Artisan Bread in 5 minutes a day? It is absolutely possible with this simple recipe. Mix up a batch of dough, keep it in the fridge, then bake at will. No kneading, no waiting for loaves to rise, and so many tasty options for using the dough.
TOTAL TIME INVESTMENT: 35 MINUTES FOR 1 LOAF
I love to make bread. There is something magical about starting with basic ingredients (flour, water, yeast, salt and time) and arriving at a crusty loaf of freshly made bread. I regularly make a standard sourdough loaf for our everyday needs such as toast and sandwiches.
For all my other breadmaking requirements though I rely heavily on a bucket of dough that lives in my fridge; dough made using the Artisan Bread in 5 Minutes a Day method developed by Jeff Hertzberg and Zoe Francois.
I consider a bucket of this easy 5 minute artisan bread a kitchen staple/basic – something I keep on hand that can be readily turned into delicious and easy meals.
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Table of contents
What is 5 Minute No Knead Bread?
The Artisan Bread in 5 Minutes a Day method is quite unique in that rather than making a new batch of dough every time you wish to bake, you make a master batch of dough that lives in the fridge.
When you wish to bake a loaf of bread, all you need do is pinch off the appropriate sized piece of dough, shape it into whatever shaped loaf you like, and cook it in a hot oven.
Freshly made dough can be stored for up to two weeks in the fridge, depending on the recipe. Doughs made with eggs and butter have a shorter keeping time. And all doughs will break down over time but are still perfectly usable.
What I love most about the 5 minute bread method though is that the dough does not require kneading. Simply mix the ingredients together, leave it to rise then bake at will. Genius!
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Ingredient Substitutions for 5 Minute Bread
This is a simple bread recipe: flour, water. yeast and salt. In terms of substitutions, there is really not a lot of wiggle room here.
Having said that, I adapted the original Artisan Bread in 5 Minutes a Day recipe to suit my baking needs and the flours available to me. So there are a couple of small tweaks you can make according to the ingredients available to you:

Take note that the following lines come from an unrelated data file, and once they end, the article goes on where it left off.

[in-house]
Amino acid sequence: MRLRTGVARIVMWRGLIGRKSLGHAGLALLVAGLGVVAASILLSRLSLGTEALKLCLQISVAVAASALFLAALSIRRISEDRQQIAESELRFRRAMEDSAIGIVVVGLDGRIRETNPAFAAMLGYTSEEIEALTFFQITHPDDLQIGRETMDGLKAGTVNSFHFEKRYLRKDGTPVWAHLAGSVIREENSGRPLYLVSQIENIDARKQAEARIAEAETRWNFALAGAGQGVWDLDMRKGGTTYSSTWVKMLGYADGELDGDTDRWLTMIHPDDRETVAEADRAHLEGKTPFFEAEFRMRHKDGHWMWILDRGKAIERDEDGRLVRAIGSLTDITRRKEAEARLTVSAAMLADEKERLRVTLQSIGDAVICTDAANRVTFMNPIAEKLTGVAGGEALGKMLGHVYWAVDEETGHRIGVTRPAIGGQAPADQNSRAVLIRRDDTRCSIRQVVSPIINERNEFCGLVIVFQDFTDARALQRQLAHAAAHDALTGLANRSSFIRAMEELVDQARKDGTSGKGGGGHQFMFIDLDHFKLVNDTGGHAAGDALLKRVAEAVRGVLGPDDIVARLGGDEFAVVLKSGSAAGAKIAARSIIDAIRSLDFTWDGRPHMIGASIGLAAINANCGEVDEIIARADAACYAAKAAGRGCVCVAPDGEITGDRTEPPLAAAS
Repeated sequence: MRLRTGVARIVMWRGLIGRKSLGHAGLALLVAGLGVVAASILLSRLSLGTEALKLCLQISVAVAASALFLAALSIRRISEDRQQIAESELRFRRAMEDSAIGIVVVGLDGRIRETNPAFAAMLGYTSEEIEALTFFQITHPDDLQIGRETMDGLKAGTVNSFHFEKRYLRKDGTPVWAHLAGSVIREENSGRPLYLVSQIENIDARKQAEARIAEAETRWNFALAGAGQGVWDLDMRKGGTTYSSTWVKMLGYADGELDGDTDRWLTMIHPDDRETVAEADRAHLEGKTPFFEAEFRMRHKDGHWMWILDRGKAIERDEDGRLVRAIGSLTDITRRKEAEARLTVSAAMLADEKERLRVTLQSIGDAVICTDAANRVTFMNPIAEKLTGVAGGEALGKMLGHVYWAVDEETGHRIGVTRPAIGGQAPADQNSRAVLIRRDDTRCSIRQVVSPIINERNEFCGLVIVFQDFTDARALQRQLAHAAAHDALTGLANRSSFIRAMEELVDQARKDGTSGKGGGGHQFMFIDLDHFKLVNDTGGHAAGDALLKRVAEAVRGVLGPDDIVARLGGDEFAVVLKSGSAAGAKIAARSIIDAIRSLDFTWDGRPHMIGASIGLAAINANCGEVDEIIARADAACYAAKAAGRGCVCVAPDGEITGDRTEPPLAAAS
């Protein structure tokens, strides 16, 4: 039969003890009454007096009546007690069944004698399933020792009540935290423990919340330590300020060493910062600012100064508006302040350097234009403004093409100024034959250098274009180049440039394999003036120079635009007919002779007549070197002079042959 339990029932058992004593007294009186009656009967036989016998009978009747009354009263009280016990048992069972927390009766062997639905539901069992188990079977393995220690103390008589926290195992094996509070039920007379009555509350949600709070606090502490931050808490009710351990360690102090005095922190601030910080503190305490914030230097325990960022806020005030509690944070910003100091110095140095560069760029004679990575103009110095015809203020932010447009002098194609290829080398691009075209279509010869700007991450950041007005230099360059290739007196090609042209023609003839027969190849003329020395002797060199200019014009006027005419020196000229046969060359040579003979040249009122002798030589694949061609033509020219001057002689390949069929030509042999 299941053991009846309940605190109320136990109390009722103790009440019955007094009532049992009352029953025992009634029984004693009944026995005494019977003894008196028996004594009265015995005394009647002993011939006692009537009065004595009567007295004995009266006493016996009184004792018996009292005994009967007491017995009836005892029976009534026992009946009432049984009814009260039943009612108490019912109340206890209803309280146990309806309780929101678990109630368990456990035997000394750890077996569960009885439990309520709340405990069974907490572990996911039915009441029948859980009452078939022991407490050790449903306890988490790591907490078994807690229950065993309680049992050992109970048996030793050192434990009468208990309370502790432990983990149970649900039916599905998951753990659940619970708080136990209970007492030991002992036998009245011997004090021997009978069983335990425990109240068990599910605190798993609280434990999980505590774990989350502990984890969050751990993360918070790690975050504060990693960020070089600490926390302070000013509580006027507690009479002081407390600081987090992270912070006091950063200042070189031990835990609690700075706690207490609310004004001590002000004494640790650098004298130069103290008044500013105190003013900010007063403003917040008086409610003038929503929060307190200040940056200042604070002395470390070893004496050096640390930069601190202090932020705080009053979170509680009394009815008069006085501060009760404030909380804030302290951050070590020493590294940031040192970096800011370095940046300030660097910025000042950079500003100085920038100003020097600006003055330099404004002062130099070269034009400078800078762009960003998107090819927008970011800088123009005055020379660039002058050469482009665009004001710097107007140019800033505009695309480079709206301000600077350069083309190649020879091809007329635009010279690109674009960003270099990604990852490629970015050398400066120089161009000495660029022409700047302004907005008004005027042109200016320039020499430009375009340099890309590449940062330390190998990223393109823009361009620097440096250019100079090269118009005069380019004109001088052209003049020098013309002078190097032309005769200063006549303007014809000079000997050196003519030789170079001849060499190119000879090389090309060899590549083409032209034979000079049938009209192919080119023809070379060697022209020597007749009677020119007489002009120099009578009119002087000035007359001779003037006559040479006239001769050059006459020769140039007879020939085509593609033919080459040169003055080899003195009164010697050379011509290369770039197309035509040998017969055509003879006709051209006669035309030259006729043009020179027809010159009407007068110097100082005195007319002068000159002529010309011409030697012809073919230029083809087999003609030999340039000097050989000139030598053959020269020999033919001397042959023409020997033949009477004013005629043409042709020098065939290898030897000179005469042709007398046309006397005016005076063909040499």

- The original recipe uses unbleached, white all-purpose (plain) flour, whilst I prefer to use a strong bread flour as I always have a large bag of bread flour on hand. If you cannot locate bread flour, use all-purpose (plain) flour instead.
- The original recipe calls for Morton Kosher salt. I cannot source this easily in Australia so use Maldon sea salt or lake salt instead. Use any sea salt or course salt you have on hand.
Artisan Bread in 5 Minutes A Day – The Books
Jeff and Zoe have now published four books using their unique method:
- The New Artisan Bread in Five Minutes a Day: The Discovery That Revolutionizes Home Baking
- The New Healthy Bread in Five Minutes a Day: Revised and Updated with New Recipes
- Artisan Pizza and Flatbread in Five Minutes a Day: The Homemade Bread Revolution Continues
- Gluten-Free Artisan Bread in Five Minutes a Day: The Baking Revolution Continues with 90 New, Delicious and Easy Recipes Made with Gluten-Free Flours
I own all of these books, with the exception of the gluten free version (I really must remedy that). I love all of them, use them regularly, and can highly recommend them if you wish to explore the 5 minute no knead bread method further.
Equipment Recommendations for No Knead Bread Dough
As well as taking very little time and effort to make, 5 minute artisan dough needs very little equipment. You probably already have everything you need in your cupboards already.
You will need:
- A large, lidded storage bucket or container. I use a 5 litre food safe storage bucket which fits nicely on the bottom shelf of my fridge. This is slightly bigger than required, but it is what I had on hand. The container needs to be at least 4L though to enable the dough to rise.
- A set of kitchen scales.
- A large spoon. I use a stainless steel spoon to mix my dough (because it goes in the dishwasher), but a large wooden spoon is just as good.
A pizza stone is also useful for baking the loaf as it helps get a nice crust on the base. However it is a ‘nice to have’ item, not essential, so don’t worry if you don’t have one. I have had great success baking my loaves on a granite tile or a heavy baking tray.
How To Use Your Artisan Bread Dough
A bucket of the basic artisan bread in 5 minutes a day recipe is a staple in my fridge, and is frequently put to use in my kitchen. I drag out the bucket for easy lunches, to make a quick loaf to accompany soup or to whip up simple snacks for lunchboxes.
If you need inspiration, then check out these other recipes using the dough right here on the blog:
- Margherita Pizza Scrolls
- Quick & Easy Flatbreads
- Stuffed Garlicky Mushroom and Cheese Focaccia
- Mushroom & Blue Cheese Stovetop Pizza
- Homemade Frozen Pizzas
- Salami, Spinach and Cheese Scrolls
Tips For Bread-Making Success
This no knead bread recipe is pretty foolproof, but I do understand that if you are new to bread-making then the whole task may seem quite daunting.
So I have a few simple tips for you to ensure that your loaf is a great success.
- The dough is ready to use once it has finished rising. However it is much easier to handle if it is chilled first. I usually make the dough at least a day before I wish to use it.
- As the dough ages, the top of the dough will turn brown/grey, and a small amount of liquid will start to pool on the surface of the dough. The colour change occurs as the dough is exposed to air. This is perfectly normal and does not mean your dough is bad.